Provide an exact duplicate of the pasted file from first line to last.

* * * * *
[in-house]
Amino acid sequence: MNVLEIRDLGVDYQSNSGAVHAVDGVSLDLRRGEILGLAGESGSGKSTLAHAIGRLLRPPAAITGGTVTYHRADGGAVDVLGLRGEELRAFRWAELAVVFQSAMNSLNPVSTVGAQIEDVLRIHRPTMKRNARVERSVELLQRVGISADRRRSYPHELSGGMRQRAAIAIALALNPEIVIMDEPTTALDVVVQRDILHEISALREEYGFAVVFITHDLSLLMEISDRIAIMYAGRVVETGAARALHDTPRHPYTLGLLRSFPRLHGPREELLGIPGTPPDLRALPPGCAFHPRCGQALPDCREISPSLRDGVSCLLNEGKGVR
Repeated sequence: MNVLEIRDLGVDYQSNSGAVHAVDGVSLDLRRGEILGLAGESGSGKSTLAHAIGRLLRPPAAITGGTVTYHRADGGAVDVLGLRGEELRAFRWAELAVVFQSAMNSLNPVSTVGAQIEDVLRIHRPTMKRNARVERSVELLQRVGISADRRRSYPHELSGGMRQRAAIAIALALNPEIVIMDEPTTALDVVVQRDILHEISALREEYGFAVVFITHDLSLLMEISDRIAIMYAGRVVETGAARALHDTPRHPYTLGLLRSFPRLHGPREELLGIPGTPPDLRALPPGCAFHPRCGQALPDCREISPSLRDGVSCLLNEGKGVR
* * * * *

[in-house]
Amino acid sequence: MNVLEIRDLGVDYQSNSGAVHAVDGVSLDLRRGEILGLAGESGSGKSTLAHAIGRLLRPPAAITGGTVTYHRADGGAVDVLGLRGEELRAFRWAELAVVFQSAMNSLNPVSTVGAQIEDVLRIHRPTMKRNARVERSVELLQRVGISADRRRSYPHELSGGMRQRAAIAIALALNPEIVIMDEPTTALDVVVQRDILHEISALREEYGFAVVFITHDLSLLMEISDRIAIMYAGRVVETGAARALHDTPRHPYTLGLLRSFPRLHGPREELLGIPGTPPDLRALPPGCAFHPRCGQALPDCREISPSLRDGVSCLLNEGKGVR
Repeated sequence: MNVLEIRDLGVDYQSNSGAVHAVDGVSLDLRRGEILGLAGESGSGKSTLAHAIGRLLRPPAAITGGTVTYHRADGGAVDVLGLRGEELRAFRWAELAVVFQSAMNSLNPVSTVGAQIEDVLRIHRPTMKRNARVERSVELLQRVGISADRRRSYPHELSGGMRQRAAIAIALALNPEIVIMDEPTTALDVVVQRDILHEISALREEYGFAVVFITHDLSLLMEISDRIAIMYAGRVVETGAARALHDTPRHPYTLGLLRSFPRLHGPREELLGIPGTPPDLRALPPGCAFHPRCGQALPDCREISPSLRDGVSCLLNEGKGVR